There are a total of 37 faculty members actively involved with graduate education and human services students through teaching and research. Of this number, 13 are full-time faculty and 24 are part-time or adjunct. Current research areas include integrating the use of computers in counseling and other programs; gifted students; analysis of teaching and learning styles to improve instruction and learning; level of administrators in public health, human services, and nonprofit areas; ethnography in the reading and language arts process; self-esteem; hope; and collaboration.

Academic buildings

Memorial Hall, the Science and Technology Center, the Fine Arts Center, the Academic Annex, the Stephen A. Maurer Physical Education Building, and Anne Brossman Sweigart Hall (Business Administration) contain the classrooms and laboratories for all curricula. A general access lab containing terminals, microcomputers, and laser printers is located in the Fine Arts Center; other computer labs are located in Anne Brossman Sweigart Hall, Memorial Hall, and at Westminster Choir College. Central VAX systems provide electronic mail, conferencing, and Internet access tools.

Greek life

Currently on Rider's Lawrenceville Campus, there are twelve social Greek organizations which are members of the Interfraternity Council, the Panhellenic Council or the Intercultural Greek Council. There are four fraternities, Sigma Phi Epsilon, Tau Kappa Epsilon, Lambda Theta Phi Latin Fraternity and Kappa Alpha Psi Fraternity Inc. and seven sororities (Alpha Xi Delta, Zeta Tau Alpha, Delta Phi Epsilon, Delta Sigma Theta, Lambda Tau Omega, Lambda Theta Alpha and Zeta Phi Beta). In addition to these social Greek organizations, there are numerous professional and honorary fraternities, among which are Delta Sigma Pi, Lambda Pi Eta, Omicron Delta Kappa, etc.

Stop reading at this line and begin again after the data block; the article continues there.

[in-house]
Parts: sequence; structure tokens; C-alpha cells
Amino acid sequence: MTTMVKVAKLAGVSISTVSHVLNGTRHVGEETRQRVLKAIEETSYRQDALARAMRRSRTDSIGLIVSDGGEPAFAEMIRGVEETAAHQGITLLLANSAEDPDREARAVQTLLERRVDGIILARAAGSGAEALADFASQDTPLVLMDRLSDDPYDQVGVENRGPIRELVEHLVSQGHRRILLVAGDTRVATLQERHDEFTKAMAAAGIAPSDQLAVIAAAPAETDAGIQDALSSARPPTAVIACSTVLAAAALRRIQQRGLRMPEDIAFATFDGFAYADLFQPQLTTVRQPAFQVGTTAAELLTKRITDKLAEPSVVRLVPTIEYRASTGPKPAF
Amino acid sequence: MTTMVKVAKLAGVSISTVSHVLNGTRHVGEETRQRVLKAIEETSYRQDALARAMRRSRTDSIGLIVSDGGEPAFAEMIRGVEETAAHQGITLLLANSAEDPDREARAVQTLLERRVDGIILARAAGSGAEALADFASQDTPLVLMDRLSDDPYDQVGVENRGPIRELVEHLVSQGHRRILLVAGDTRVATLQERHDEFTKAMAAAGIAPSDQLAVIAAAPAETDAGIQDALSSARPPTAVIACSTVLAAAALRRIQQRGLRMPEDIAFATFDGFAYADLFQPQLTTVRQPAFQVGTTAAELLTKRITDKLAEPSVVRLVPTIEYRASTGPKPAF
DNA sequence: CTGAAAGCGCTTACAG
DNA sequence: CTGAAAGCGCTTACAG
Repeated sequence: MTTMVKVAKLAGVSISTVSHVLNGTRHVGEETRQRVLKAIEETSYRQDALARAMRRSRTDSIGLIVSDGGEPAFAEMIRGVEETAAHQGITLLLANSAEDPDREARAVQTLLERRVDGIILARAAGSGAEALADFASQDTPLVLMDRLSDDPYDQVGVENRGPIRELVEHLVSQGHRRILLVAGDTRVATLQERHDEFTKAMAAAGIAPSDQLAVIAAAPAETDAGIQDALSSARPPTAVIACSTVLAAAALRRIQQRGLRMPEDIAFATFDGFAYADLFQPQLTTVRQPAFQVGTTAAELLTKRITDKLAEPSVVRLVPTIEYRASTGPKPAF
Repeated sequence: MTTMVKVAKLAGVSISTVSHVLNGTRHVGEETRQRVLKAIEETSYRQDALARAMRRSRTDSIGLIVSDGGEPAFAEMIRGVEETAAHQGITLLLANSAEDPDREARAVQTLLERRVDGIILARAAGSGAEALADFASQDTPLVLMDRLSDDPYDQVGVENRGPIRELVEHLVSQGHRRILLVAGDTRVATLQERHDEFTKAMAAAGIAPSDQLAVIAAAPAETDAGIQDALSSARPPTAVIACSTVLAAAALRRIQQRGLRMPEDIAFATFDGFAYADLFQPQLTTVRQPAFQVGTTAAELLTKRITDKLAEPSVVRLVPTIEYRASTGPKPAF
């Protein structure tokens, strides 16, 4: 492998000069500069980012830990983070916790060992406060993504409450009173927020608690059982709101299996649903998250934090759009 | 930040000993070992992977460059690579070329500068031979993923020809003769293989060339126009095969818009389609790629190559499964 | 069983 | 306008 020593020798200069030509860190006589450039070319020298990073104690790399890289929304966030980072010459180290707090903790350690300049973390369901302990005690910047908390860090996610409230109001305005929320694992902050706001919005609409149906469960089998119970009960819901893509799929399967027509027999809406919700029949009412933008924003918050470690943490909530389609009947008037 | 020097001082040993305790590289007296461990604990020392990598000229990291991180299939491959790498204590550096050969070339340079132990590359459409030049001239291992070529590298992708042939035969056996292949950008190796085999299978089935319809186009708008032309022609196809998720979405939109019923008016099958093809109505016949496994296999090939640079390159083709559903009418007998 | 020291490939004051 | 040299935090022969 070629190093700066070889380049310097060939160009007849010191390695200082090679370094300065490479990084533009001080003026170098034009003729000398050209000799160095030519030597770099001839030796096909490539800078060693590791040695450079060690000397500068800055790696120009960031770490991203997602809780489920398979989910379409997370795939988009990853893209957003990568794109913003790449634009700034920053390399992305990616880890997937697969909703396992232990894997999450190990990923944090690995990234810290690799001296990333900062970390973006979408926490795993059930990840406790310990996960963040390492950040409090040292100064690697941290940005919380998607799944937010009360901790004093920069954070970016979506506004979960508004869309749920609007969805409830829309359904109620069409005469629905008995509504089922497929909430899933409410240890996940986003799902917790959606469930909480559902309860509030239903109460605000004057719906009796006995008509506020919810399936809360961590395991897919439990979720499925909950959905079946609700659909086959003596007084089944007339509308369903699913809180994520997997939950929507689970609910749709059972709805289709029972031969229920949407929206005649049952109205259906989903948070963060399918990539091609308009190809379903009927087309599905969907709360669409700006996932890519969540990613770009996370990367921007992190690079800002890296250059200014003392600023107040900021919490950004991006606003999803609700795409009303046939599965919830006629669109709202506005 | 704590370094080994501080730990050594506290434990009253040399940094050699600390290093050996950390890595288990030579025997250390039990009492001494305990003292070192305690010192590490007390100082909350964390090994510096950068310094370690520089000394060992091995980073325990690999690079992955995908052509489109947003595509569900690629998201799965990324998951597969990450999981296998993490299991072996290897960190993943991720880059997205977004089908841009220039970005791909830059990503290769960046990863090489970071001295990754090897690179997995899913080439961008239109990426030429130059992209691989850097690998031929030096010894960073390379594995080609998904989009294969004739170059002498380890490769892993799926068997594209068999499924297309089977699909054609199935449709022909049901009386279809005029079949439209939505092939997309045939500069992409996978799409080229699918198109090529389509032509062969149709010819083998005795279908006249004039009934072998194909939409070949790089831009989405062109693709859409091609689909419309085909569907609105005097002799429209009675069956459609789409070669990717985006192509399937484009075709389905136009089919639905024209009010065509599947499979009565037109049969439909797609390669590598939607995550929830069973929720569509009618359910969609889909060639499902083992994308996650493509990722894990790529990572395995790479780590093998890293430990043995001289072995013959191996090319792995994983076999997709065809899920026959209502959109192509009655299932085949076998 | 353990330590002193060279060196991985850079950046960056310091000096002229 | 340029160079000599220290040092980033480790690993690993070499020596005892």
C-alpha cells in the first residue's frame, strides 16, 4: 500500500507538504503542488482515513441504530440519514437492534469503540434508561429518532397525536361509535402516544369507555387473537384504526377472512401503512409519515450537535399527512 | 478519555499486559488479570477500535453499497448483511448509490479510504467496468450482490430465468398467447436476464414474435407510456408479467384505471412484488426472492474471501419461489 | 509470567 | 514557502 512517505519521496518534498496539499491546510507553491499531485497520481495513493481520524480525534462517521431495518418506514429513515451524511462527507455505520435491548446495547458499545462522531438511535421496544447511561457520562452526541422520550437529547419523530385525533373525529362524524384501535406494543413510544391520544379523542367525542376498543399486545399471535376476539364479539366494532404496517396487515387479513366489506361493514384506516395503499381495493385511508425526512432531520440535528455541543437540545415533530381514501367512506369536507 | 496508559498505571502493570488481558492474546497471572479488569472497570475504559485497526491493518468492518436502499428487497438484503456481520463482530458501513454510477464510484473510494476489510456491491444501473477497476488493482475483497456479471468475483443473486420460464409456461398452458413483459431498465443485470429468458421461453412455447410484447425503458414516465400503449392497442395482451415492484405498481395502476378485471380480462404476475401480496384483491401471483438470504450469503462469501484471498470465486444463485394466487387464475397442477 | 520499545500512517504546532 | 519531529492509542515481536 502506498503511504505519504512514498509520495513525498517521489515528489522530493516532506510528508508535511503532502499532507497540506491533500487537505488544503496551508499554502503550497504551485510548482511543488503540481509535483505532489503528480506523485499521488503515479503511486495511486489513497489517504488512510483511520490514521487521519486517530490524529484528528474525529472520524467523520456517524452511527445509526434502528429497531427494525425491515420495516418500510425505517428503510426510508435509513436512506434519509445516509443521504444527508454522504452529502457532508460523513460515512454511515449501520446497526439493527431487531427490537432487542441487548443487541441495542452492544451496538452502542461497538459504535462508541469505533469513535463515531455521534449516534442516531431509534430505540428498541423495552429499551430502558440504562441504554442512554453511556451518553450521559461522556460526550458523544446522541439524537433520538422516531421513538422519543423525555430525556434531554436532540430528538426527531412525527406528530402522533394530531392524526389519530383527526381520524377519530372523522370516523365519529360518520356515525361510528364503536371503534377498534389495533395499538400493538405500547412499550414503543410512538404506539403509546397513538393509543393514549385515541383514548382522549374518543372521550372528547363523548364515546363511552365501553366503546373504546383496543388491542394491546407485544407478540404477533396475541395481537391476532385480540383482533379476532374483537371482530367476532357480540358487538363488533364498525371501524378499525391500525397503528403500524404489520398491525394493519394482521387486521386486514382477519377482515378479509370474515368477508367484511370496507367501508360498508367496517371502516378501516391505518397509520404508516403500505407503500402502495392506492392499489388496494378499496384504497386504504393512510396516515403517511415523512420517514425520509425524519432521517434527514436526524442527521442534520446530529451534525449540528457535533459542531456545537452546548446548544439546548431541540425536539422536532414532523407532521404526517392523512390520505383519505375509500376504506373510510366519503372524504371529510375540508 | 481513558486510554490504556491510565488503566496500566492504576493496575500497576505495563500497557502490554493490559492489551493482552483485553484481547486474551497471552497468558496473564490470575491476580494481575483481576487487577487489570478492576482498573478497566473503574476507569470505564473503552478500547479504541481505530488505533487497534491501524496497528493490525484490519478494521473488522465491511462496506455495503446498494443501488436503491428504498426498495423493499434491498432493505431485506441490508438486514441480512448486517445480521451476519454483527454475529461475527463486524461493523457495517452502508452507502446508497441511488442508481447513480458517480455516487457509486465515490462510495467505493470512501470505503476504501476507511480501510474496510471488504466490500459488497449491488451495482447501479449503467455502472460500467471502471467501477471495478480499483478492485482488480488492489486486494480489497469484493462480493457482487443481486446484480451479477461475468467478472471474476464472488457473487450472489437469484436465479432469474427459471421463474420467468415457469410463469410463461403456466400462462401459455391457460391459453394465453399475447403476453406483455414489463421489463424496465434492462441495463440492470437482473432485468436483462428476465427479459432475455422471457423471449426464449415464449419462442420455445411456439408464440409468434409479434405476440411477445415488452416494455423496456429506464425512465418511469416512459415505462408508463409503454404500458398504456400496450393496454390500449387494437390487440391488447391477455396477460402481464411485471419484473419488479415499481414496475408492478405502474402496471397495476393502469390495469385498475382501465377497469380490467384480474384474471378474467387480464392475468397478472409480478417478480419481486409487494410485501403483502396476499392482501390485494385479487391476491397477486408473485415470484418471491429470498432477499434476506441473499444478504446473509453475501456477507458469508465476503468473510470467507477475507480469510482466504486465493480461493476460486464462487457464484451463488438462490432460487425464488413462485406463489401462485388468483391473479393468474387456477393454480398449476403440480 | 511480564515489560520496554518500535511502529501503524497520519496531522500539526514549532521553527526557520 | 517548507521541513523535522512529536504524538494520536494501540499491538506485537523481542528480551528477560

As of 2008, Rider's chapters of Zeta Beta Tau, Phi Kappa Tau, Phi Beta Sigma and Alpha Epsilon Pi are closed and not recognized by the campus.

In the Spring, the Greeks hold "Greek Week". During Greek Week, the Fraternities and Sororities compete in a variety of events which change from year to year; however, every year there is a philanthropy event. Past events have benefited St. Jude's Juvenile Cancer Center, as well as paralysis research, neurological disorder research, and various other causes.

There are also a number of Honorary fraternities on campus as well. They include Alpha Psi Omega (theater) and others.

Student government

The Student Government Association (SGA) advocates the wants, needs, and desires of the Rider student body. SGA is made up of subordinate governments which include the Student Entertainment Council (SEC), the Residence Hall Association (RHA), the Association of Commuting Students (ACS), the Finance Board, the Interfraternity Council, the Panhellenic Council, and the Intercultural Greek Council (IGC). The Student Senate is the legislative body of the student government and consists of various campus representatives. SGA itself consists of an executive board, a cabinet with two team leaders, eight chairs, and two special assistants called Bronc Aide and Senate Aide.